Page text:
Neurology Insights

Men’s Health

A Man Running While Listening to Music

June is national Men’s Health Month...

…dedicated to increasing the awareness of early detection and preventable action against diseases that impact the men in our community. In this article, we will cover the many aspects that impact a male’s health, physically and neurologically.

On average men are more likely to develop type II diabetes, chronic liver disease, Alzheimer’s disease, and are twice as likely to suffer from a heart attack.

With these staggering numbers, it is necessary to educate ourselves and our loved ones on the importance of maintaining a healthy lifestyle and keeping up with preventative care.

How Healthy is your brain?

On average, men are 3.5 times more likely to experience severe depression, resulting in suicide compared to women. As a neurologist, I always stress the importance of physical wellness. This as a key piece of the puzzle when it comes to mental wellbeing. Studies have shown that inactivity can result in a 60% increase in depression compared to physically active men. It is time to get serious about mental health and it is never too early or too late to start. As a matter of fact, Studies have shown that senior adults get the most immediate impact out of exercise activity. Integrating moderate exercise into your weekly schedule can result in positive regulation of hormone levels which greatly impact the brain. Even 30 minutes of chair aerobics daily can have a very positive impact.

To my older patients or those coping with physical challenges, I take great pride in our physical therapy team that incorporates the highest level of care with a personalized approach. Other options include home healthcare and home physical therapy to start the process going.

Are you sleep deprived?

The latest studies have shown that if you want to reduce your risk of suffering from coronary disease and cardiovascular disease, start sleeping. Regardless of age, sleep affects males of all ages (adolescents to adults). On average, men who sleep 7-8 hours per night reduce their chances of heart attacks by 60%, compared to those who sleep 5 hours or less. Sleep deprivation comes at a cost, and without the proper amount of sleep, the male body cannot regulate normal hormonal balances in the bloodstream. The negative outcomes that result from a lack of sleep are conditions like chronic stress, weight gain, low testosterone, infertility, erectile dysfunction, and depression. Individuals who have sleep apnea are at significantly higher risk for stroke and heart attack, as well as can suffer from what is called the “metabolic syndrome”; this is the inability to lose weight due to higher cortisol that comes from tricking the brain into believing it is running a race that night because it is not getting oxygen. However, there is no metabolic activity, just a lack of oxygen.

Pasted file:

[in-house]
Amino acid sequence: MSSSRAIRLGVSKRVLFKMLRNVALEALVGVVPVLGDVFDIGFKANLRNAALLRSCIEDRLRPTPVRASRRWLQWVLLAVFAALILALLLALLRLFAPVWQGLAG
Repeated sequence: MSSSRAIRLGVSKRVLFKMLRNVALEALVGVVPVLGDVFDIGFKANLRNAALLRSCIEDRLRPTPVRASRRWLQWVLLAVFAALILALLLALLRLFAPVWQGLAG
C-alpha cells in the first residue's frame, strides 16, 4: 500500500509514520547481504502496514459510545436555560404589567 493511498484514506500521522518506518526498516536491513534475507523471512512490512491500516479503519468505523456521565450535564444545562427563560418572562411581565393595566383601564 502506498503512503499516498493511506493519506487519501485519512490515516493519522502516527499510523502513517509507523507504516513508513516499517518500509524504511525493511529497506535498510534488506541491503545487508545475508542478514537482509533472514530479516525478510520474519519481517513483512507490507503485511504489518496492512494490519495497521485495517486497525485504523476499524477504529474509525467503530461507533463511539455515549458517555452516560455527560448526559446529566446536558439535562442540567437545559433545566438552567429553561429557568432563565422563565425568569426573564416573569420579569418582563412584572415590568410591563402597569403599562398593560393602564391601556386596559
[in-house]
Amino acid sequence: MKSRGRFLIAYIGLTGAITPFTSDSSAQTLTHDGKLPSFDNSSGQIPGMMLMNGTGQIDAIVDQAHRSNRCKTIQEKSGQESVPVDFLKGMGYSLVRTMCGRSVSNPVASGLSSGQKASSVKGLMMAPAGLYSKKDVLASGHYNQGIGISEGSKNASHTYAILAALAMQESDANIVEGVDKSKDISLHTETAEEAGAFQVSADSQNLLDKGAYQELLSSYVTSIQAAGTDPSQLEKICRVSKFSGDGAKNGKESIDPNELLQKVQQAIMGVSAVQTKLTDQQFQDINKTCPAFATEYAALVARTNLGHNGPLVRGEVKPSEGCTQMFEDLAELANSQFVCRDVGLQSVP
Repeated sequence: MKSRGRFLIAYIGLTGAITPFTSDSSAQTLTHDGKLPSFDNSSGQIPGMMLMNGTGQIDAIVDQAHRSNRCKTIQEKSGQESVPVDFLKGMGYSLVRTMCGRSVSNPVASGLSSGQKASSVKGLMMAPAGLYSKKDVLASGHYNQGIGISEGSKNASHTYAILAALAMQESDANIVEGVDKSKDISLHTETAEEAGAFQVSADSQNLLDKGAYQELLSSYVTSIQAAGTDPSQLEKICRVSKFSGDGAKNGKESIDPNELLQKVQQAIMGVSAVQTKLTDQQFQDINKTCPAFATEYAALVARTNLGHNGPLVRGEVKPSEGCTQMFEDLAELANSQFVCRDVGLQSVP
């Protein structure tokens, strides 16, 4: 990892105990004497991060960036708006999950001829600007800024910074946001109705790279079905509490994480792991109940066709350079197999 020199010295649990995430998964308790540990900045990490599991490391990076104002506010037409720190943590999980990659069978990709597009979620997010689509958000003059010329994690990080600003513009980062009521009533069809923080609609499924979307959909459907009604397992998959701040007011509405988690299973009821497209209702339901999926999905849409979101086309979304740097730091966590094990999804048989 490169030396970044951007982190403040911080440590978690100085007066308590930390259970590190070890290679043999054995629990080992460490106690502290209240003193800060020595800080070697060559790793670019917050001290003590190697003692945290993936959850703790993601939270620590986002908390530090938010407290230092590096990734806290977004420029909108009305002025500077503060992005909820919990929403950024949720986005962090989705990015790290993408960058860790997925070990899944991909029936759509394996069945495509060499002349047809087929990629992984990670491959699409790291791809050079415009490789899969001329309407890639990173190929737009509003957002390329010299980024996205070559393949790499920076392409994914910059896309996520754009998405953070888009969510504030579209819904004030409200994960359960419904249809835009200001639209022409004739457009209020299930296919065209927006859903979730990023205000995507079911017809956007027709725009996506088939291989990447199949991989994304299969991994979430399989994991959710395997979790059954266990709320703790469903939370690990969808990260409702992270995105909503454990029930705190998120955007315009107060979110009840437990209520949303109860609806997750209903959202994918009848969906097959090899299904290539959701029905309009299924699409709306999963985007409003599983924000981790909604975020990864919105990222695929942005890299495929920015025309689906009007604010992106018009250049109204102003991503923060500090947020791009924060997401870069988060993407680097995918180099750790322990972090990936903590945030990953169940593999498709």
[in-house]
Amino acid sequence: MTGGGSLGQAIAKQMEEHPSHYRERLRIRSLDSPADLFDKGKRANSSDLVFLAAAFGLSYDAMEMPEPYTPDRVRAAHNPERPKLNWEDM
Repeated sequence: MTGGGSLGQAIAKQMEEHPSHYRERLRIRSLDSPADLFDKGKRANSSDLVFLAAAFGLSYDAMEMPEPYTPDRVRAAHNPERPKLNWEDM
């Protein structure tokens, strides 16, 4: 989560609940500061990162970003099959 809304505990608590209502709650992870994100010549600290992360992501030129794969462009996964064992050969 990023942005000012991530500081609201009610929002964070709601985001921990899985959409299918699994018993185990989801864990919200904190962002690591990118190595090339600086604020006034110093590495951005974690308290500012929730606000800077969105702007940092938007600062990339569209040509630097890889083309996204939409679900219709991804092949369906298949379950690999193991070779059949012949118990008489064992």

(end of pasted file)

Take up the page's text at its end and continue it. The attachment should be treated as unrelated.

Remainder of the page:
Are your habits contributing to your health?

With all the fad diets being pushed left and right, nothing stands as tall as the good old-fashioned consumption of well rounded, balanced nutrition; including fats, carbs, and protein. Overconsumption and under-consumption have been proven to lead to metabolism disruption.

And as a male with unique needs, it is important to stay on top of your health by working with your healthcare provider in assessing what is necessary for you. Simple ways to start a healthier lifestyle can be watching your alcohol intake. For men, consuming more than 10 drinks a week, doubles the risk of type II diabetes, increases the chances of obesity, and interferes with male hormone production.

The Big Picture

Overall, a healthier lifestyle (no smoking, avoiding excessive drinking, maintaining a proper diet, sleep, and exercise) leads to a less likely chance of experiencing a severe decline in health. With men, in particular, this can help also help decrease the chances of developing urological conditions such as prostate cancer and testicular cancer.

Message from Dr. Kandel; “It is important to remember that your physical health impacts your neurological health and no step is too small to start. I encourage you to share this with a family member or friend this upcoming Father’s Day and spread the awareness of Men’s Health to make a positive impact for our fathers, husbands, brothers and sons in our community”

If you have any questions related to Men’s Health or would like to schedule an appointment, please contact the Neurology Office for more help. 

Feel free to share this with the people in your life who may benefit from this information! For more insights on neurology, check out our weekly tips on our Neurology Office Facebook page.

“To Cure Sometimes, To Heal Often, To Comfort Always”

Neurology Office, Joseph Kandel M.D. and Associates

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